Sandra Cisneros did not have a "normal" childhood. "As
a person growing up in a society where the class norm was superimposed on
a television screen, I couldn't understand why our home wasn't all green
lawns and white wood like the ones in `'eave It To Beaver' and 'Father
Knows Best'" (Ghosts 72). She wanted desperately to believe that her
poverty was just a temporary situation, so she looked toward stories to
escape. There was a book, called The Little House, that she checked
out of the library over and over again. The house in the story was her
dream house because it was one house for one family, and it was permanent
Throughout Cisneros' life, her Mexican-American mother,
her Mexican father, her six brothers, and she would move between Mexico
City and Chicago, never allowing her much time to get settled in any one
place. Her loneliness from not having sisters or friends drove her to
reading and burying herself in books. In high school she wrote poetry and
was the literary magazine editor, but according to Cisneros, she didn't
really start writing until her first creative writing class in college in
1974. After that it took a while to find her own voice. She explains, "I
rejected what was at hand and emulated the voices of the poets I admired
in books: big male voices like James Wright and Richard Hugo and Theodore
Roethke, all wrong for me."(Ghosts 72). Cisneros then realized that she
needed to write what she knew, and adopted a writing style that was
purposely opposite that of her classmates. Five years after receiving her
M. A. from the writing program at the University of Iowa, she returned to
Loyola University in Chicago, where she had previously earned a BA in
English, to work as an administrative assistant. Prior to this job, she
worked in the Chicano barrio in Chicago teaching to high school dropouts.
Through these jobs, she gained more experience with the problems of young
Cisneros' writing has been shaped by her experiences.
Because of her unique background, Cisneros is very different from
traditional American writers. She has something to say that they don't
know about. She also has her own way of saying it. Her first book,
The House on Mango Street, is an elegant literary piece, somewhere
between fiction and poetry. She doesn't just make up characters, but
writes about real people that she has encountered in her lifetime.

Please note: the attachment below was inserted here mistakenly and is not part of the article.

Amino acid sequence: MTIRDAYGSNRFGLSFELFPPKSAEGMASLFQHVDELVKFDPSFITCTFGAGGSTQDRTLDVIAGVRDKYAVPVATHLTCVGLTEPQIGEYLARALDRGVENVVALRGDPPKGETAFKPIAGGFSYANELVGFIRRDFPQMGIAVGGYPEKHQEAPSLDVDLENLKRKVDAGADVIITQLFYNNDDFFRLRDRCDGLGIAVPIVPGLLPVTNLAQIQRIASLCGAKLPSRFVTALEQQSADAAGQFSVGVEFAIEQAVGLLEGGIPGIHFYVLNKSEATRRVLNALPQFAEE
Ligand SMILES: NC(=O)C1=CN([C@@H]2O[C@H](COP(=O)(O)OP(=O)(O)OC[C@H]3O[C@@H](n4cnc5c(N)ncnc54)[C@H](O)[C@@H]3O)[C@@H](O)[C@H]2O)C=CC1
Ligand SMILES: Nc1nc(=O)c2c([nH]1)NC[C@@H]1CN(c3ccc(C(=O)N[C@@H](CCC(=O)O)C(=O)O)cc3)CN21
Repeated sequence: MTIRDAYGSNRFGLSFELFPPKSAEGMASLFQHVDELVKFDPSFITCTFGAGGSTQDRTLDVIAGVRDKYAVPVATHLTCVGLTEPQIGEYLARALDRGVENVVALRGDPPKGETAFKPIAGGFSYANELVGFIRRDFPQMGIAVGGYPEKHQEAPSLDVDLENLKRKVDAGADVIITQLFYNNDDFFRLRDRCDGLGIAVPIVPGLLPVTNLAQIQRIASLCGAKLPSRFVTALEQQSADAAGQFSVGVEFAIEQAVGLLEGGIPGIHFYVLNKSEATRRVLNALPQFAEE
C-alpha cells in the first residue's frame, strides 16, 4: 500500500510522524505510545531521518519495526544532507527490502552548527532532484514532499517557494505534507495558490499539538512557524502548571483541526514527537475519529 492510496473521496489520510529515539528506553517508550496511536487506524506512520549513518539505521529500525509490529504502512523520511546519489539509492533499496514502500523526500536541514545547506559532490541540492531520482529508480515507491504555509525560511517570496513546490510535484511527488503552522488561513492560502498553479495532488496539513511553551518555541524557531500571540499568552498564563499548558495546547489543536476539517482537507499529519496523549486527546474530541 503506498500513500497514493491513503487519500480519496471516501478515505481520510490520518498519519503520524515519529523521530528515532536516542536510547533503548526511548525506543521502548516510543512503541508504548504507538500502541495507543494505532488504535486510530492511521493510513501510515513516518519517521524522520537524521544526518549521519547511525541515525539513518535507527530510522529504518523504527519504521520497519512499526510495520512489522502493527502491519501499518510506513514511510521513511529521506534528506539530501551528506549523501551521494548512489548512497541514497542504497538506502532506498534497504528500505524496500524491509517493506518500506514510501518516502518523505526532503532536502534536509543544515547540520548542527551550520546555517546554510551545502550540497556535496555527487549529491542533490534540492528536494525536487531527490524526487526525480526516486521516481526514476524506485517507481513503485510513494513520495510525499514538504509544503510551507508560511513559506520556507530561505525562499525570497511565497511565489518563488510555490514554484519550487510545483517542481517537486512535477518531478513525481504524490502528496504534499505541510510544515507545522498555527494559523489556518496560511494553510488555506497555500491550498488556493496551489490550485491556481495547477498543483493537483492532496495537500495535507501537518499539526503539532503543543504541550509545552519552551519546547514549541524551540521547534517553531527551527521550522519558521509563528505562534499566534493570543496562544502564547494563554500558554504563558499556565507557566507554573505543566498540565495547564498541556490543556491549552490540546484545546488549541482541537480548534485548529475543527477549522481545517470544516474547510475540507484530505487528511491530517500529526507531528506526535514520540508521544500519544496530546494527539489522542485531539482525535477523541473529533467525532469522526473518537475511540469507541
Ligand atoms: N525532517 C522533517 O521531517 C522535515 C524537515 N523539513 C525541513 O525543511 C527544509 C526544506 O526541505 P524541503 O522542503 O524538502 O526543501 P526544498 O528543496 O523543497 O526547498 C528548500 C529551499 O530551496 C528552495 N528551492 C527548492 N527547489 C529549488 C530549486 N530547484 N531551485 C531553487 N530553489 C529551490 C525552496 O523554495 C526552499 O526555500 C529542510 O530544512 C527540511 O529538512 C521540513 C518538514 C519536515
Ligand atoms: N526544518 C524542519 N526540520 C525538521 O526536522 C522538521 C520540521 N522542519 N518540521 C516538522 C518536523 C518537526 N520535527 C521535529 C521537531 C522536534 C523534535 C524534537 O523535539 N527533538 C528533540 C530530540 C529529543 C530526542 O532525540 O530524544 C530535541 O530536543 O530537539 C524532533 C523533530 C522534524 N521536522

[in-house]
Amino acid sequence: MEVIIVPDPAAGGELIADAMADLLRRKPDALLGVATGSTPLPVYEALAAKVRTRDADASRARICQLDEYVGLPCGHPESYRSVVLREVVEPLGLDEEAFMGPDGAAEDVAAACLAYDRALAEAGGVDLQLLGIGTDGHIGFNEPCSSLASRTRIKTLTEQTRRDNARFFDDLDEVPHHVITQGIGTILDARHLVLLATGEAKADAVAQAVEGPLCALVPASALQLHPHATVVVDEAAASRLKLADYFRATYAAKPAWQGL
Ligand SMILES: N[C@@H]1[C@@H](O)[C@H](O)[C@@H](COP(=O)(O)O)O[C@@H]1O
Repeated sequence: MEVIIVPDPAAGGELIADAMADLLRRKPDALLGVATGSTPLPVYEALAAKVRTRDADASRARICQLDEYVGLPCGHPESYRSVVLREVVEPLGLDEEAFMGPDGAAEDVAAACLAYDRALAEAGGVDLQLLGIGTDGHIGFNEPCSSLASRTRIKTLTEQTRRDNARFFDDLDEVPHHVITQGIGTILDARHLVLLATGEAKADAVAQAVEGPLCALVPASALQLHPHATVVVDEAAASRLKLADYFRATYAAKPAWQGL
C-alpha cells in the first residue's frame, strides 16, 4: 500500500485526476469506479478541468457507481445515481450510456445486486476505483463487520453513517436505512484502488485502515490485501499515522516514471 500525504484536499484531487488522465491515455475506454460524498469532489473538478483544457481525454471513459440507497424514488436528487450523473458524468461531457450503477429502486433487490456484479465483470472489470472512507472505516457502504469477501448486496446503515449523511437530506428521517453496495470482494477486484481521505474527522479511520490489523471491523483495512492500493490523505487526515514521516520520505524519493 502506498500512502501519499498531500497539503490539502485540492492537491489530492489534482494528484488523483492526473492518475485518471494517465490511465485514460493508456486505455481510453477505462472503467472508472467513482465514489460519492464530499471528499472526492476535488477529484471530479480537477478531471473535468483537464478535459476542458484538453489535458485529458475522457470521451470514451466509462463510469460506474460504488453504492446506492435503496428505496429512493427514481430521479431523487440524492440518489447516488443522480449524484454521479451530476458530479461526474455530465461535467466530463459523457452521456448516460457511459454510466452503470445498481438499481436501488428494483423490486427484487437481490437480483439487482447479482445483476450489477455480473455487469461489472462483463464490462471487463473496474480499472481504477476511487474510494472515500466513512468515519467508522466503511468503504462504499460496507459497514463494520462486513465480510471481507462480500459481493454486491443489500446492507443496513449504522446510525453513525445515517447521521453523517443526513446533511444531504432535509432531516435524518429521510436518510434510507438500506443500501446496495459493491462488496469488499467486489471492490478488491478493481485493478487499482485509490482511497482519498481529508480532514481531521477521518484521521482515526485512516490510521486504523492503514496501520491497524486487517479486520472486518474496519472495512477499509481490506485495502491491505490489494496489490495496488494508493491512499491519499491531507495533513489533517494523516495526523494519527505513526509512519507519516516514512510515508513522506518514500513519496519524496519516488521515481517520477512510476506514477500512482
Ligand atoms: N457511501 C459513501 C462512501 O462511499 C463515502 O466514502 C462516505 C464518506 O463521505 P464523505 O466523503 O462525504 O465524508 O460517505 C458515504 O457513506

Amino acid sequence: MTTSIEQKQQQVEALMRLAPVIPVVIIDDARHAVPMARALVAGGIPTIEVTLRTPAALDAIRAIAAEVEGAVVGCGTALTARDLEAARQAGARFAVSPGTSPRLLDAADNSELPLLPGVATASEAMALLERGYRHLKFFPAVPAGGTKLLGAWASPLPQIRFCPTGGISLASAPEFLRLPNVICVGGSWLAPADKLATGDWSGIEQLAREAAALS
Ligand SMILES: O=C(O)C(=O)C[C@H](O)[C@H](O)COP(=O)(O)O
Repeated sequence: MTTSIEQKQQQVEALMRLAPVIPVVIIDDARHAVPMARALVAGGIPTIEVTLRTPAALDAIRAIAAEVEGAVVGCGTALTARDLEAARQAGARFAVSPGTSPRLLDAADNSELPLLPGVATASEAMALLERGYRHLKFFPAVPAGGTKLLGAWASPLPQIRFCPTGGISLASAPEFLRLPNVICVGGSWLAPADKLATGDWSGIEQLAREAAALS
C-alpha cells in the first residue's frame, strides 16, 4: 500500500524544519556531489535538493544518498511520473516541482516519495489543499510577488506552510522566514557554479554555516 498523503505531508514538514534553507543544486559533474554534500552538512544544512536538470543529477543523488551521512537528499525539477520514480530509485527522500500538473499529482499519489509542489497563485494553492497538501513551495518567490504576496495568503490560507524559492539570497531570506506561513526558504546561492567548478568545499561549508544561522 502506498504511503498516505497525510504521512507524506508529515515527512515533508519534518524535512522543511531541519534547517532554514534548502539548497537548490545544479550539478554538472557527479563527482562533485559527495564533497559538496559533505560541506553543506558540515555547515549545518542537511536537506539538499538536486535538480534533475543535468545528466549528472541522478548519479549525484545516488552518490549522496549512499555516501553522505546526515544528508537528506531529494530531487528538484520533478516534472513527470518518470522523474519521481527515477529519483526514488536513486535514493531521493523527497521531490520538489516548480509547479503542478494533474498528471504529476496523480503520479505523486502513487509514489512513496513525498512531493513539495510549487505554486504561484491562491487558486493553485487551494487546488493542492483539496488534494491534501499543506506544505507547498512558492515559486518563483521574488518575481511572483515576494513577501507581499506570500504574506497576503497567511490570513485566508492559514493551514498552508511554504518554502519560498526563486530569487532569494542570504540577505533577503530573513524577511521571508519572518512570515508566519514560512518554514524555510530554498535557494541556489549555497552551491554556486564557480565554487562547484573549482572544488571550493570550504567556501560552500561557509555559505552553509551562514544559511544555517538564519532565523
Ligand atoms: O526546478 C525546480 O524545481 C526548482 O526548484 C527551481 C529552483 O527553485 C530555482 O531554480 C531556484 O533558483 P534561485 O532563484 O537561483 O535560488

Cisneros' work explores issues that are important to her: feminism, love,
oppression, and religion. In "Ghosts and Voices: Writing From Obsession"
she says, "If I were asked what it is I write about, I would have to say I
write about those ghosts inside that haunt me, that will not let me sleep,
of that which even memory does not like to mention."(73).
America has welcomed Cisneros like a cool drink of
water on a hot Chicago day. The House on Mango Street
started out without very high expectations, but over time it has become
widely known. It was awarded the Before Columbus American Book Award in
1985, and has been taught in a variety of academic disciplines including
Women's Studies, Ethnic Studies, English, Creative Writing, Sociology, and
even Sex Education. Even though Mango Street has been highly
acclaimed, her collection of poems, My Wicked Wicked Ways,
is perhaps the most widely read (Tompkins 37). Cisneros could be
considered a fresh new voice in Chicana literature. According to Cynthia
Tompkins of Arizona State University West, "Today Cisneros is perhaps the
most visible Chicana in mainstream literary circles. The vividness of her
vignettes and the lyrical quality of her prose attest to her craft." (Tompkins
40). Among other awards over the years, Cisneros received the first of two
National Endowment for the Arts Fellowships in 1982 that allowed her to
write full time. Hopefully Sandra Cisneros will be able to keep on writing
for many years to come.
Works by the Author
|Caramelo (2002) |
|Loose Woman: Poems (1994) |
|Woman Hollering Creek and Other Stories (1991) |
|"Do You Know Me? I Wrote The House On Mango Street." Americas
Review, 15 (Spring 1987): 77-79. |
|"Notes to a Young(er) Writer." Americas Review, 15 (Spring
1987): 74-76. |
|"Ghosts and Voices: Writing from Obsession." Americas Review,
15 (Spring 1987): 69-73. My Wicked Wicked Ways (1987) |
|The House on Mango Street (1983) |
Works about the Author
|Doyle, Jacqueline. "More Room of Her Own: Sandra Cisneros's The
House on Mango Street." The Journal of the Society for the Study of
the Mulit-Ethnic Literature of the United States (MELUS) . Amherst,
MA. Vol 19. No. 4. Winter 1994. pg 5-35. |
|Elias, Eduardo F. "Sandra Cisneros." Dictionary of Literary
Biography . Ed. Karen L. Rood et al. Vol 122. Detroit: Gale Research,
|Kanoza, Theresa. "Esperanza's Mango Street: Home For Keeps."
Notes on Contemporary Literature. Carrollton, GA. Vol 25. No. 3. May
1995. pg 9. |
|Lewis, L. M. "Ethnic and Gender Identity: Parallel Growth in Sandra
Cisneros' Woman Hollering Creek." Short Story. Brownsville, TX.
Vol 2. No. 2. Fall 1994. pg 69-78. |
|Thomkins, Cynthia. "Sandra Cisneros." Dictionary of Literary
Biography, Ed. James R. and Wanda H. Giles. Vol 152. Detroit: Gale
Research, 1995. |
|Valdes, Maria Elenade. "The Critical Reception of Sandra Cisneros's
The House on Mango Street." Gender, Self, and Society. Ed. Renate
von Bardelben. Frankfurt: Peter Lang. 1993. xiii, pg 287-300. |
|Yarbo-Bejarano, Yvonne. "Chicana Literature from a Chicana Feminist
Perspective." Chicana Creativity and Criticism: Charting New
Frontiers in American Literature. Houston: Arte Publico. 1988. pg
Mujeres: Sandra Cisneros
Information about the author and her works.
This site from the University of Deleware English Department has an
evaluation of the book.
"A House of My Own"
This is a short biographical piece written about Cisneros from Texas
This site from Skidmore College in New York contains some about the author
and a short quote from Loose Woman.
(From Voices from the Gap)